Keep Computer Duster Very Far From Boiling Water

Despite the name “canned air,” computer duster isn’t oxygen at all. It’s actually 1,1-Difluoroethane kept under pressure in its liquid form and released as a freezing cold gas. It can cause moderate frostbite. It can get you high if you huff it (but don’t do that—it’s a truly awful idea.) And it makes boiling water explode. Wait, what?

The easy hypothesis is that the temperature difference between boiling water and liquid 1,1-Difluoroethane causes the duster to rapidly and violently covert into its gaseous state. But TheBackyardScientist gave the same experiment a shot with liquid nitrogen and liquid butane. No dice. To make matters stranger, butane has an even lower boiling point than duster.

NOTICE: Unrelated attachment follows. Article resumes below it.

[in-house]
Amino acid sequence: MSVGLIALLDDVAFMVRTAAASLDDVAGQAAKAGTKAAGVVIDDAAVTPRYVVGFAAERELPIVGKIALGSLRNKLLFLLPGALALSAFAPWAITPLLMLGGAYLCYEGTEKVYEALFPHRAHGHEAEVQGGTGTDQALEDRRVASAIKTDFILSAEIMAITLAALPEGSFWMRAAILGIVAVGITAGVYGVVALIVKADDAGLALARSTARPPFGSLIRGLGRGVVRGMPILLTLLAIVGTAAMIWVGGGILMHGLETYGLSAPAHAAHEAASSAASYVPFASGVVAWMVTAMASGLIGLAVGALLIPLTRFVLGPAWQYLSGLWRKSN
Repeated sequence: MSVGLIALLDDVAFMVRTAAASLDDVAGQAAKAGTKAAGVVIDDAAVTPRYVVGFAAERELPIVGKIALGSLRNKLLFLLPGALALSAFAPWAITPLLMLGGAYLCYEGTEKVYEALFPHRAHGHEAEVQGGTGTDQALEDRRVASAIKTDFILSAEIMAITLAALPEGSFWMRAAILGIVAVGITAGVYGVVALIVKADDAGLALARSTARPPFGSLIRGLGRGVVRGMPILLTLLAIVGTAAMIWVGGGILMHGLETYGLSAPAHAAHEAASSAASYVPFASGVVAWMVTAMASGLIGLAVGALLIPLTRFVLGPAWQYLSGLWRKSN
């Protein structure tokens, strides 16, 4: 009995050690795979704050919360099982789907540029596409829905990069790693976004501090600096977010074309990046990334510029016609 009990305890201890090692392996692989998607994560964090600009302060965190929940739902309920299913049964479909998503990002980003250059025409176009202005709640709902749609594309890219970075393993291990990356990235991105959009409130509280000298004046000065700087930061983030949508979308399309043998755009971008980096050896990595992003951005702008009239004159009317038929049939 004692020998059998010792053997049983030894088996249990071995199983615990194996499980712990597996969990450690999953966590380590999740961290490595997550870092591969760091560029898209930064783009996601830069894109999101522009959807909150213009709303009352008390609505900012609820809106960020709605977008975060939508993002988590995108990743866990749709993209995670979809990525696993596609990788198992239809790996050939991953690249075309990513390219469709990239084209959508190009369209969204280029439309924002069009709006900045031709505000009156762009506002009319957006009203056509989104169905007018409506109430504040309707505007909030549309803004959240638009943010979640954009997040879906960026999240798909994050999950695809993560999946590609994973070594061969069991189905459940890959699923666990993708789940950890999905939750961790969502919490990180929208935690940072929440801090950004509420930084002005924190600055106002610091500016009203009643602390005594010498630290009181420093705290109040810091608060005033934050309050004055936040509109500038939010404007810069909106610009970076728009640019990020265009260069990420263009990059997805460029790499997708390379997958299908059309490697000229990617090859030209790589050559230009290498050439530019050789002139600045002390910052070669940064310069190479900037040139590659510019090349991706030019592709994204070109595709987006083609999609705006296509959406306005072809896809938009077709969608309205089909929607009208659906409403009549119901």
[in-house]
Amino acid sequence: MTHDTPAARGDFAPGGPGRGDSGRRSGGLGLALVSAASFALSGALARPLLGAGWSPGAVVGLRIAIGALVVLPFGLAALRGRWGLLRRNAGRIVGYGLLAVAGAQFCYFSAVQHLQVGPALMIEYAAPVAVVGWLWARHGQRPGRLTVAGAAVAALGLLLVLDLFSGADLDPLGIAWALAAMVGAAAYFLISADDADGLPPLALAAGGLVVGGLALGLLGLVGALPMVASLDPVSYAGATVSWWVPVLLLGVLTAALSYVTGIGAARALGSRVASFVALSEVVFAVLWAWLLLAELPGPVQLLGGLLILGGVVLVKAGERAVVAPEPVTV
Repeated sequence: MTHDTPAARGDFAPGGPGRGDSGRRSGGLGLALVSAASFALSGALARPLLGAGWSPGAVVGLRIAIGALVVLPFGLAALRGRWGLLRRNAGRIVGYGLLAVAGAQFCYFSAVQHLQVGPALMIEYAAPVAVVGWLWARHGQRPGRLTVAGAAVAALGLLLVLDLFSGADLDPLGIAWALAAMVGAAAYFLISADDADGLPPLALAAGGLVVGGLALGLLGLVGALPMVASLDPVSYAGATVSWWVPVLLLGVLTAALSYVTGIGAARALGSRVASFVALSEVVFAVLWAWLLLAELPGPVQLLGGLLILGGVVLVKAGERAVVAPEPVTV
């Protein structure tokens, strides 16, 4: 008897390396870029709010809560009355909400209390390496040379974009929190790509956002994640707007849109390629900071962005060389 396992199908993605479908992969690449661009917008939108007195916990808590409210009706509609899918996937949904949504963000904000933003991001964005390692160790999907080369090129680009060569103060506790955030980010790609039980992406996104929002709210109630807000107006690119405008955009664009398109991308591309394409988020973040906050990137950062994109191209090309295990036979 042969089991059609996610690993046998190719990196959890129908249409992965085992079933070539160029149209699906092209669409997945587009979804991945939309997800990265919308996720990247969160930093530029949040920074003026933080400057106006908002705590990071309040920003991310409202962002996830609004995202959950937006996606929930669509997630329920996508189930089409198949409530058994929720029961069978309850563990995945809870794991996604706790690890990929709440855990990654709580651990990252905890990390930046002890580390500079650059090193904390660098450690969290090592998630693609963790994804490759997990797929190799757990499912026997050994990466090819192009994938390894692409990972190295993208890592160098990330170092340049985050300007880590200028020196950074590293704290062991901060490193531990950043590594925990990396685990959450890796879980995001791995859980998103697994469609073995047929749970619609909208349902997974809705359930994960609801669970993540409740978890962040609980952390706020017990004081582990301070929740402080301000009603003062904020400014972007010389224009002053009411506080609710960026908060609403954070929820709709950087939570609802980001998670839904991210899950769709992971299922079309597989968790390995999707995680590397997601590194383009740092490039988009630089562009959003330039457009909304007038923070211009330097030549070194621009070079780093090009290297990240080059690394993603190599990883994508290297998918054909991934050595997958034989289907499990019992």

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So what gives? The Backyard Scientist speculates it has something to do with duster and water both being polar molecules, while nitrogen and butane are not. I’m no scientist, backyard or otherwise. All I know is that if I were planning on making boiling water explode, shorts wouldn’t be my first choice of clothing.

Feel free to speculate on matter scientific and otherwise in the comments.

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Bryan Menegus

Senior reporter. Tech + labor /// bgmwrites@gmail.com Keybase: keybase.io/bryangm Securedrop: http://gmg7jl25ony5g7ws.onion/

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